Where are the young Christian marriage partners?

Evangelical Christian private schools.  There is a great blog that tracks research and what data exists on homeschooling, and in this link there’s a discussion of some research into whether homeschooled kids marry and have kids differently than kids educated other ways (particularly public school kids).

In a nutshell, evangelical Christian private school attendees end up marrying before 25 and having their first kid a few years later.  Catholic school attendees marry around 28-30 and have their first kid ASAP.  Homeschool and public school kids have higher rates of teen and early 20s pregnancy and marriage (still fairly low in raw numbers) and higher rates of being unmarried at 39.

Without extreme religiosity, which drives most of the homeschool early marriage, homeschool family formation and childbearing is pretty much the same as public school family formation and childbearing, which is useful information for homeschoolers to have now that the extremely religious are a much smaller minority of homeschoolers these days.

I still haven’t cross-referenced this fully with lifetime births per woman, but I suspect based on demographic patterns that this means homeschoolers and public school kids have slightly fewer lifetime children per woman and probably per man than religious private schoolers of either Catholic or Evangelical Christian persuasion.

Anyway my rapscallionate brood has ended up doing some time in evangelical Christian schools.

Right wing activism vs left wing activism (PIRGs): Milking the base vs milking the crowd

I have more things I want to write about than time to write about them, and some of those things I posted as comments long ago over at Steve Sailer’s blog.  Here are some comments I made about the difference between right wing and left wing activism, including the PIRGs (public interest research groups) as an example.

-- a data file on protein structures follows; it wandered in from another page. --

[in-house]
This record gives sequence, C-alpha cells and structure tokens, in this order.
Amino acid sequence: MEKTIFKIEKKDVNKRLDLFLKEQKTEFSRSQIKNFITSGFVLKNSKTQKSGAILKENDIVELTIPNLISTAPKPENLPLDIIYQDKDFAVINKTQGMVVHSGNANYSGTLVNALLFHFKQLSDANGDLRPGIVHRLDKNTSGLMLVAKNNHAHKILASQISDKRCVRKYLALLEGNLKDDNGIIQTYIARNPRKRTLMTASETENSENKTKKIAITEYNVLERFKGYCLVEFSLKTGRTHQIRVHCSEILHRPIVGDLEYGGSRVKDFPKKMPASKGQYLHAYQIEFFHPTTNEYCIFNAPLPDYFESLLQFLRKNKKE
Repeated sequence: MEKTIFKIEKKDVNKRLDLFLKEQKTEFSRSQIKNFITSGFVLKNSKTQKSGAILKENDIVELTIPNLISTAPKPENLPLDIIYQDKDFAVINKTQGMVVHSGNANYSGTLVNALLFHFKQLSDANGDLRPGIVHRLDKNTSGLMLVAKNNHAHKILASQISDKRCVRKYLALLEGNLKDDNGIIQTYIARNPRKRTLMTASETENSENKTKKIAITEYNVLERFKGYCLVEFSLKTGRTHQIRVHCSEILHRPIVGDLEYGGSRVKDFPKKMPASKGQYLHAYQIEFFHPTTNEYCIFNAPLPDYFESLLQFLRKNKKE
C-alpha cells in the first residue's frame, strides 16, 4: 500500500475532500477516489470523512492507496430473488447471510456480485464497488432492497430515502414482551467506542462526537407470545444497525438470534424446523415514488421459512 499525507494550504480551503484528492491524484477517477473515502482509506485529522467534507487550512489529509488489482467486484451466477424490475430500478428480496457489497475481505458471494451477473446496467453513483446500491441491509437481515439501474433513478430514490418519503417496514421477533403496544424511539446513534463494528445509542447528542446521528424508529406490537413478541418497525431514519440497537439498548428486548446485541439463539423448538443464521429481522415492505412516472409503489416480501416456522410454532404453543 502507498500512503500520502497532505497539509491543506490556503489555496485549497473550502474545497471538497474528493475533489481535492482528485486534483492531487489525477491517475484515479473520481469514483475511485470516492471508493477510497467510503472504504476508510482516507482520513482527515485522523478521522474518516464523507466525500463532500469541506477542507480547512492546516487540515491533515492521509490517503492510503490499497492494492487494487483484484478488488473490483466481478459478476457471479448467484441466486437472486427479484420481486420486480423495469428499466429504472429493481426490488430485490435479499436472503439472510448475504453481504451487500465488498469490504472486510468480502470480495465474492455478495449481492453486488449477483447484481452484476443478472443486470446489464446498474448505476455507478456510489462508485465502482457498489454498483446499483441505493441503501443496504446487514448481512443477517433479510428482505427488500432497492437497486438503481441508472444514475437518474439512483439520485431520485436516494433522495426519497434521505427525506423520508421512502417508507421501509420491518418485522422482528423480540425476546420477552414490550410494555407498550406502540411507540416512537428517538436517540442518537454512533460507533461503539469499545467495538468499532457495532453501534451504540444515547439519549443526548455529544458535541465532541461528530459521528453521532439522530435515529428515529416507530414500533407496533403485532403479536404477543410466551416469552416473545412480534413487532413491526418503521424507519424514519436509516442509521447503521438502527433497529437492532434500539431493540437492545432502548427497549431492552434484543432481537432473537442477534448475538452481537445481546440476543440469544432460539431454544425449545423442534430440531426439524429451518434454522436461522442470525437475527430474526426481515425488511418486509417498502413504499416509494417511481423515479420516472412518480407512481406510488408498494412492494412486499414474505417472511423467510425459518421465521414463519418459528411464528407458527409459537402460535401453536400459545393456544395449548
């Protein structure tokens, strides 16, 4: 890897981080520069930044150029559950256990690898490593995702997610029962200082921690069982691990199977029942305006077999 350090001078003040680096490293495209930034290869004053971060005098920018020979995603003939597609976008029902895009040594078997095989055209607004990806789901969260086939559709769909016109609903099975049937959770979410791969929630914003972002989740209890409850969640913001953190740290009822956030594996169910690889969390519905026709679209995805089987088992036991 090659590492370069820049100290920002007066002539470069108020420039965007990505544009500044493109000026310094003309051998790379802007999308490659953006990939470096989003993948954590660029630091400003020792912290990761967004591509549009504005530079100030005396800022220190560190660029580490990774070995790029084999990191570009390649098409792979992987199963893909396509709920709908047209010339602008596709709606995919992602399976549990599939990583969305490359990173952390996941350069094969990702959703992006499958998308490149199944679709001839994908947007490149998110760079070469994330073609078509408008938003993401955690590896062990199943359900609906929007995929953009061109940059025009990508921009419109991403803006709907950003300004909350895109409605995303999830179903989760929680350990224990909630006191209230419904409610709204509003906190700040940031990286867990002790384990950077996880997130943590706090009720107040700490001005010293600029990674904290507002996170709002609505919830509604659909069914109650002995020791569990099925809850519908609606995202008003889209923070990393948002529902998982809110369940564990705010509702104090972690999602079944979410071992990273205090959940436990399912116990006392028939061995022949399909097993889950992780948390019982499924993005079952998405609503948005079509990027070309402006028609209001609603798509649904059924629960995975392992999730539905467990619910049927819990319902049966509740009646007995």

“There’s also a professional activist culture for Republicans, it’s just not as effective [as professional left-wing activism] because it’s oriented towards milking the base. HSLDA is a case in point. Doesn’t always start that way, but the right-wing activist stuff always seems to end up there, mysteriously.”

“…the left funds professional activists opaquely, with small fees that hit thousands or millions of people, where they skim off a portion (the PIRG system is a great case in point). It tries to not directly milk its base. The right, conversely, does nothing but overtly milk its base and avoids opaque funding mechanisms, favoring direct appeals, even if they have a con-artist sheen.”

“The PIRG money for student PIRGs, the main ones Americans hear about comes from the students, not the government. They also don’t tell students they can claw it back and the few students who figure it out have a major struggle to get a few hundred bucks back out of thousands spent per year. So it’s opaque funding, but not so much that people have a strong incentive to try to eliminate it. That structure is typical of liberal activist stuff. There’s other examples like obscure state level taxes that cost a few bucks a year per person, but in a state of millions, that’s real money.